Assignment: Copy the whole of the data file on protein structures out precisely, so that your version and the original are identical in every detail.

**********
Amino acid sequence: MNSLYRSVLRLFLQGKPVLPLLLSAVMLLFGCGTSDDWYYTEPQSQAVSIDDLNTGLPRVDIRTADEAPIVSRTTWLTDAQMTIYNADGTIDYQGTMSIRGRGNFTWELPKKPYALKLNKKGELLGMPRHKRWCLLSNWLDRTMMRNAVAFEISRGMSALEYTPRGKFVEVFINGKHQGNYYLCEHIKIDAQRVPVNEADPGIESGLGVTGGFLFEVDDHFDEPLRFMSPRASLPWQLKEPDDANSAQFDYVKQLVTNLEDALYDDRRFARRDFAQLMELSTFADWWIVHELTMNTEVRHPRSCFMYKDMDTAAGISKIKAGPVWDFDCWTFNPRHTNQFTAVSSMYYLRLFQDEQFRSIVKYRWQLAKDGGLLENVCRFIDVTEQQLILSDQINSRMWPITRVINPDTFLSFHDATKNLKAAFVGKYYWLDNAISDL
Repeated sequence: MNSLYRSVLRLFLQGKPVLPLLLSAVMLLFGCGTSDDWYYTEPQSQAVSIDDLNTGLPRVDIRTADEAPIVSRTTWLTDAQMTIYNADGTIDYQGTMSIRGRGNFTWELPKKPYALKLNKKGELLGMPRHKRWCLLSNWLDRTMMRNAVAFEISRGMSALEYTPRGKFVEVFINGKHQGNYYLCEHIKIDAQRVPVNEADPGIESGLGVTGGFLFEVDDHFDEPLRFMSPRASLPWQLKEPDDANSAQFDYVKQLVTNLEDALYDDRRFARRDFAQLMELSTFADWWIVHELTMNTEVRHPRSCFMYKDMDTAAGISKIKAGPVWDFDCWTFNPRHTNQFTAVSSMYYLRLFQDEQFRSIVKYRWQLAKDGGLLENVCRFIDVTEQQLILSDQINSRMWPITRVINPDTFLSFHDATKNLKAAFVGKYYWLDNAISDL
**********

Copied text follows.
Amino acid sequence: MNSLYRSVLRLFLQGKPVLPLLLSAVMLLFGCGTSDDWYYTEPQSQAVSIDDLNTGLPRVDIRTADEAPIVSRTTWLTDAQMTIYNADGTIDYQGTMSIRGRGNFTWELPKKPYALKLNKKGELLGMPRHKRWCLLSNWLDRTMMRNAVAFEISRGMSALEYTPRGKFVEVFINGKHQGNYYLCEHIKIDAQRVPVNEADPGIESGLGVTGGFLFEVDDHFDEPLRFMSPRASLPWQLKEPDDANSAQFDYVKQLVTNLEDALYDDRRFARRDFAQLMELSTFADWWIVHELTMNTEVRHPRSCFMYKDMDTAAGISKIKAGPVWDFDCWTFNPRHTNQFTAVSSMYYLRLFQDEQFRSIVKYRWQLAKDGGLLENVCRFIDVTEQQLILSDQINSRMWPITRVINPDTFLSFHDATKNLKAAFVGKYYWLDNAISDL
Repeated sequence: MNSLYRSVLRLFLQGKPVLPLLLSAVMLLFGCGTSDDWYYTEPQSQAVSIDDLNTGLPRVDIRTADEAPIVSRTTWLTDAQMTIYNADGTIDYQGTMSIRGRGNFTWELPKKPYALKLNKKGELLGMPRHKRWCLLSNWLDRTMMRNAVAFEISRGMSALEYTPRGKFVEVFINGKHQGNYYLCEHIKIDAQRVPVNEADPGIESGLGVTGGFLFEVDDHFDEPLRFMSPRASLPWQLKEPDDANSAQFDYVKQLVTNLEDALYDDRRFARRDFAQLMELSTFADWWIVHELTMNTEVRHPRSCFMYKDMDTAAGISKIKAGPVWDFDCWTFNPRHTNQFTAVSSMYYLRLFQDEQFRSIVKYRWQLAKDGGLLENVCRFIDVTEQQLILSDQINSRMWPITRVINPDTFLSFHDATKNLKAAFVGKYYWLDNAISDL